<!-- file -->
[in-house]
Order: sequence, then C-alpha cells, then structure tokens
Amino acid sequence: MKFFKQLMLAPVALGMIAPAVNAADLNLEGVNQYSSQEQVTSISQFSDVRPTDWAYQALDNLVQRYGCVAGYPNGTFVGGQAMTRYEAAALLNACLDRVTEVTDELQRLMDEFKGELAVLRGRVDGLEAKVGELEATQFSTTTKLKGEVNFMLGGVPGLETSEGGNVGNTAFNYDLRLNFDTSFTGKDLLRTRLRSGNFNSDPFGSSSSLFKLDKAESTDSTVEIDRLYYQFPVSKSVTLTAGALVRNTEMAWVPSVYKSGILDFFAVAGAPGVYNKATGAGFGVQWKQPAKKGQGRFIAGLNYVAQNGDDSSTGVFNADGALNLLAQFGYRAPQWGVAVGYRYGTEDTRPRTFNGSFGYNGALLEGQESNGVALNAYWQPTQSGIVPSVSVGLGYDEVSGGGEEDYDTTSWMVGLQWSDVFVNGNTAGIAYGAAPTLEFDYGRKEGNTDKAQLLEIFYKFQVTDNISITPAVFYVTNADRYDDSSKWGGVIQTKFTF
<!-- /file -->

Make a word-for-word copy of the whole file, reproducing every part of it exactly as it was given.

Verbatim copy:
[in-house]
Order: sequence, then C-alpha cells, then structure tokens
Amino acid sequence: MKFFKQLMLAPVALGMIAPAVNAADLNLEGVNQYSSQEQVTSISQFSDVRPTDWAYQALDNLVQRYGCVAGYPNGTFVGGQAMTRYEAAALLNACLDRVTEVTDELQRLMDEFKGELAVLRGRVDGLEAKVGELEATQFSTTTKLKGEVNFMLGGVPGLETSEGGNVGNTAFNYDLRLNFDTSFTGKDLLRTRLRSGNFNSDPFGSSSSLFKLDKAESTDSTVEIDRLYYQFPVSKSVTLTAGALVRNTEMAWVPSVYKSGILDFFAVAGAPGVYNKATGAGFGVQWKQPAKKGQGRFIAGLNYVAQNGDDSSTGVFNADGALNLLAQFGYRAPQWGVAVGYRYGTEDTRPRTFNGSFGYNGALLEGQESNGVALNAYWQPTQSGIVPSVSVGLGYDEVSGGGEEDYDTTSWMVGLQWSDVFVNGNTAGIAYGAAPTLEFDYGRKEGNTDKAQLLEIFYKFQVTDNISITPAVFYVTNADRYDDSSKWGGVIQTKFTF